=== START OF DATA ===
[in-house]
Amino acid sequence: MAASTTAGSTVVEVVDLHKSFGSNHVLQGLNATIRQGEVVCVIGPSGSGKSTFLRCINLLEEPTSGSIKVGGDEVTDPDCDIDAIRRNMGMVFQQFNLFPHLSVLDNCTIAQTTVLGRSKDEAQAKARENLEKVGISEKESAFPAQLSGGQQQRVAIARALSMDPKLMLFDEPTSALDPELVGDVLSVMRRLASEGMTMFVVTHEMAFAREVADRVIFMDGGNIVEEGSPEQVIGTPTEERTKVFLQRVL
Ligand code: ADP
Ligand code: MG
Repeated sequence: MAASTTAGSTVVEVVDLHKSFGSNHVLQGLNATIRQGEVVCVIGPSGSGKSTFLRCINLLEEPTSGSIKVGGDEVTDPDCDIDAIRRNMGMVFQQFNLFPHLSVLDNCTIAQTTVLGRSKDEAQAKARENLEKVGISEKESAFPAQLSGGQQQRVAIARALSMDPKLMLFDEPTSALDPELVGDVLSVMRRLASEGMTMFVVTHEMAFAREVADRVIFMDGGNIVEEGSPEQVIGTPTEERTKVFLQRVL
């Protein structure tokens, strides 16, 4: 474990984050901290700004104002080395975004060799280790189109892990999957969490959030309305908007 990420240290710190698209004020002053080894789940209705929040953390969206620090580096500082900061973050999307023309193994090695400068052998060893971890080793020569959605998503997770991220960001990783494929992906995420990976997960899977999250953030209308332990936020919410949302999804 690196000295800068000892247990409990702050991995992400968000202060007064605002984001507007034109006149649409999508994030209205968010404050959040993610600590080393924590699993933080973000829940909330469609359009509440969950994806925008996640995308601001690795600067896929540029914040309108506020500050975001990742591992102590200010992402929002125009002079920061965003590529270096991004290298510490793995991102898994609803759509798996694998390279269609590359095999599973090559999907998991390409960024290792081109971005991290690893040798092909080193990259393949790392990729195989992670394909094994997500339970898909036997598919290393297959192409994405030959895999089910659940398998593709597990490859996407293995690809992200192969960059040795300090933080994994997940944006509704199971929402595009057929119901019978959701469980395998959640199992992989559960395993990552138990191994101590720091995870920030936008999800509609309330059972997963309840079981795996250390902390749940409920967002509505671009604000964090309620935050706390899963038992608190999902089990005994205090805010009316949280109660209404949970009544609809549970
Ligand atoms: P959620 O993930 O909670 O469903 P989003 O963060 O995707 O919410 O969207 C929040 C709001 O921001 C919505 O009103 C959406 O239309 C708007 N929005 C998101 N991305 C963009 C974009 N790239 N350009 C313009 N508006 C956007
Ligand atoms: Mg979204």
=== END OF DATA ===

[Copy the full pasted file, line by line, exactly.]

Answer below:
[in-house]
Amino acid sequence: MAASTTAGSTVVEVVDLHKSFGSNHVLQGLNATIRQGEVVCVIGPSGSGKSTFLRCINLLEEPTSGSIKVGGDEVTDPDCDIDAIRRNMGMVFQQFNLFPHLSVLDNCTIAQTTVLGRSKDEAQAKARENLEKVGISEKESAFPAQLSGGQQQRVAIARALSMDPKLMLFDEPTSALDPELVGDVLSVMRRLASEGMTMFVVTHEMAFAREVADRVIFMDGGNIVEEGSPEQVIGTPTEERTKVFLQRVL
Ligand code: ADP
Ligand code: MG
Repeated sequence: MAASTTAGSTVVEVVDLHKSFGSNHVLQGLNATIRQGEVVCVIGPSGSGKSTFLRCINLLEEPTSGSIKVGGDEVTDPDCDIDAIRRNMGMVFQQFNLFPHLSVLDNCTIAQTTVLGRSKDEAQAKARENLEKVGISEKESAFPAQLSGGQQQRVAIARALSMDPKLMLFDEPTSALDPELVGDVLSVMRRLASEGMTMFVVTHEMAFAREVADRVIFMDGGNIVEEGSPEQVIGTPTEERTKVFLQRVL
């Protein structure tokens, strides 16, 4: 474990984050901290700004104002080395975004060799280790189109892990999957969490959030309305908007 990420240290710190698209004020002053080894789940209705929040953390969206620090580096500082900061973050999307023309193994090695400068052998060893971890080793020569959605998503997770991220960001990783494929992906995420990976997960899977999250953030209308332990936020919410949302999804 690196000295800068000892247990409990702050991995992400968000202060007064605002984001507007034109006149649409999508994030209205968010404050959040993610600590080393924590699993933080973000829940909330469609359009509440969950994806925008996640995308601001690795600067896929540029914040309108506020500050975001990742591992102590200010992402929002125009002079920061965003590529270096991004290298510490793995991102898994609803759509798996694998390279269609590359095999599973090559999907998991390409960024290792081109971005991290690893040798092909080193990259393949790392990729195989992670394909094994997500339970898909036997598919290393297959192409994405030959895999089910659940398998593709597990490859996407293995690809992200192969960059040795300090933080994994997940944006509704199971929402595009057929119901019978959701469980395998959640199992992989559960395993990552138990191994101590720091995870920030936008999800509609309330059972997963309840079981795996250390902390749940409920967002509505671009604000964090309620935050706390899963038992608190999902089990005994205090805010009316949280109660209404949970009544609809549970
Ligand atoms: P959620 O993930 O909670 O469903 P989003 O963060 O995707 O919410 O969207 C929040 C709001 O921001 C919505 O009103 C959406 O239309 C708007 N929005 C998101 N991305 C963009 C974009 N790239 N350009 C313009 N508006 C956007
Ligand atoms: Mg979204």